Online

Death of Retail

Posted in Online on February 4th, 2010 by admin – Be the first to comment

Hi Keith,

Great meeting this morning. Well done.

I have attached an article written by Ed Zimmer in 1999 called The Death of Retail The Death of Retail). It is more relevant now than ever.

For example, I have just purchased a new cover for my iPhone. I bought in on ebay from a supplier in Hong Kong. It cost me A$8.50 including a padded bag and postage from Hong Kong. Who needs Australian retailers? Where does that leave Australian distributors and importers, transport companies, advertisers, shopping centers etc.?

Best Regards

Andrew Holdsworth

Managing Director

Grix Australia Pty. Ltd.

www.grixeyewear.com

e-Selling

Posted in Online, Social Media on February 3rd, 2010 by admin – 1 Comment

By Joe Manariti, Managing Director, Swim Communications

Joe Manariti

How can your website assist and support your sales effort?

Increased activity is going to be the difference between companies that grow and ones that struggle in 2010. Businesses have seldom been more receptive to considering new suppliers and contractors than they are right now.

So, good sellers are out selling harder than ever before. But how do you increase your sales effort without hiring new staff or asking existing employees to work even longer hours?

How do you heighten a company’s profile without expensive ad campaigns or spending a fortune on direct mail?

The answer is that you do it bit by bit. Or byte by byte to be more precise. A company’s website can be the best sales support any account manager, BDM or rep ever had.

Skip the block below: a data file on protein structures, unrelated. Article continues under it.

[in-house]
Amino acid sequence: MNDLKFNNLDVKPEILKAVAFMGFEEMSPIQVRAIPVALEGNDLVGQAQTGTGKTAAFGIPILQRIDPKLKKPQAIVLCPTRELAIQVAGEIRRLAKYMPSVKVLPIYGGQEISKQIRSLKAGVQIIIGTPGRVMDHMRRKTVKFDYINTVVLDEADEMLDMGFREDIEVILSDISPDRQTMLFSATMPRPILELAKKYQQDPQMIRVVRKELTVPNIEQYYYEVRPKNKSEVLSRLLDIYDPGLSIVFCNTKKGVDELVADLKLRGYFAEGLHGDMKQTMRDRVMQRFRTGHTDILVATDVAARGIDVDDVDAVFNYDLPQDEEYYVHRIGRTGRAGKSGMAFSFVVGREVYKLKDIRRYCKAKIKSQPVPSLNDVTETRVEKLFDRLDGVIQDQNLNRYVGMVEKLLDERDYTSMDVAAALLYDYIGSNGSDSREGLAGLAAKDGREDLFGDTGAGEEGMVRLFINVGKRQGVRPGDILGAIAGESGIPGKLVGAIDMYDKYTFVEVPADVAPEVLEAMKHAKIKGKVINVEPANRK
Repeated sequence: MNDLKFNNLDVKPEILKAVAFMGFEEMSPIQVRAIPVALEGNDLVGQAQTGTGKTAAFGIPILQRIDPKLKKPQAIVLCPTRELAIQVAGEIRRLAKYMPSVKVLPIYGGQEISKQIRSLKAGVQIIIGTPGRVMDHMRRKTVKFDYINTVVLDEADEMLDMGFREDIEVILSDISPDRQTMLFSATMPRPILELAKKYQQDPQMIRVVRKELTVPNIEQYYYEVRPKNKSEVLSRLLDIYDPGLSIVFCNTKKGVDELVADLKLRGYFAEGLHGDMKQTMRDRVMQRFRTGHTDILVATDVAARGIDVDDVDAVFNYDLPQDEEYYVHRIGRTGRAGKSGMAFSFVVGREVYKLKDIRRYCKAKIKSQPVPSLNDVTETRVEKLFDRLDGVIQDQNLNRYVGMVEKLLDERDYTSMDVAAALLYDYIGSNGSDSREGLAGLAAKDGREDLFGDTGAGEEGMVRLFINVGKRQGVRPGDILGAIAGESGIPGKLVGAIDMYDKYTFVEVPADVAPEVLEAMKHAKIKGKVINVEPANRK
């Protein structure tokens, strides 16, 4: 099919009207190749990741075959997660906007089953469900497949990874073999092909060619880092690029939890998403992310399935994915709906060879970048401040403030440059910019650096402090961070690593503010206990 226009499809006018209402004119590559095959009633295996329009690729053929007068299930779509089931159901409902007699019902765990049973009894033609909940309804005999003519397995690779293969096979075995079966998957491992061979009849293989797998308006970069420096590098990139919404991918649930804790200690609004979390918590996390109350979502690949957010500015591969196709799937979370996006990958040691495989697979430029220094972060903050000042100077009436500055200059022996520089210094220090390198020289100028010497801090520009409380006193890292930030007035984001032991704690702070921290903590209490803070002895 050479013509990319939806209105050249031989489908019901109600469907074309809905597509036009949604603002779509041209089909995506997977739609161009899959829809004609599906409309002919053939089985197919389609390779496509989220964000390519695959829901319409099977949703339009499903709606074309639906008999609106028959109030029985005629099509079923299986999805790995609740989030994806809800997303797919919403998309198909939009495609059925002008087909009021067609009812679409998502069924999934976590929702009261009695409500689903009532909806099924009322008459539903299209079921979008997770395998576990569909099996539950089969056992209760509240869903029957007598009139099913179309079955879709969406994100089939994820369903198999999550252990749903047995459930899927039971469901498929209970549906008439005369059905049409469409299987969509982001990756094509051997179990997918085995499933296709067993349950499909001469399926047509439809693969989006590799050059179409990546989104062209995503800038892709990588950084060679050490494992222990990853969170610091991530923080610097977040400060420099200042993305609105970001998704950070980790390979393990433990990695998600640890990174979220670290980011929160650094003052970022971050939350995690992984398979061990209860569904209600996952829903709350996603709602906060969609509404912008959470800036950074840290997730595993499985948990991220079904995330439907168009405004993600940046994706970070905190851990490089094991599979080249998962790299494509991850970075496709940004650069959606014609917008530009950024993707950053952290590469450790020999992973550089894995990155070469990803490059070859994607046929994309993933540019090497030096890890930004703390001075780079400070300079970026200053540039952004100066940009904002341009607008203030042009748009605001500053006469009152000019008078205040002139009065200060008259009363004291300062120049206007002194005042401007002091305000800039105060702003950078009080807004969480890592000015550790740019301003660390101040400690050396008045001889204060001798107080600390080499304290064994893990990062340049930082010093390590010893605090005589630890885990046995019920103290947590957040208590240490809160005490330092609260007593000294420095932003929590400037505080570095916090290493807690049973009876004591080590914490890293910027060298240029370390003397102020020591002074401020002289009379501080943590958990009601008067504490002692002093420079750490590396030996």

So, here’s my 5 point checklist that will help your business make sure that it works as hard online as you do offline!

1.   Does your website establish your businesses credibility?

This is KPI No. 1 for any website. Does the website make your business look professional and competent? Update those broken links and add new text and photos to tired pages. Is your site only 5 pages? How does that reflect on your business to your existing and prospective customers?

2.   Does your website make it easy to get in touch with you?

Making sure the “Contact Us” button is easy to find is Web 101. Behind that button make all contact information easily accessible. Don’t listen to the “spam-o-phobics” who want to hide the email address or tell you to spell it out: nosalesatyourbusinessdotcomdotau???. Include a map and even a photo of your head office as well. Google Maps will even help customers navigate to your door.

3.   Do you update your website regularly?

How many times will a customer visit a website that doesn’t get updated? Twice. You wouldn’t sit through the same sales pitch a second time either! You can even add a Contact Management System (CMS) to your website so you can add the new information yourself.

4.   Do you use email to help you stay in touch with your prospects?

Do your customers only visit your website the first time they meet you? You can start inviting repeat visits and enquiry by collecting email addresses and informing interested people to return to your website whenever you can find reason: product innovations, price fluctuations, new catalogues, clearance lists, special offers and more. Email prospects with purpose; not for the sake of it, that’s spam.

5.   Does your website add to your prospect database?

Add a “Sign up for newsletter” button and start database building. Your existing web developer should be able to add a newsletter engine to your site without much trouble. And they’re easy to manage when you get a good one. Try http://www.phplist.com/

Good selling is communicating. These five tips are all about how to communicate better using the web. You need to speak up to be heard, and that applies online just as it does offline.

All of these actions are basic, easy to make changes. The online implementation effort and cost is a fraction of the offline equivalent – there’s not even a postage stamp required once you’re set up.

Online efforts can definitely reap sales rewards.


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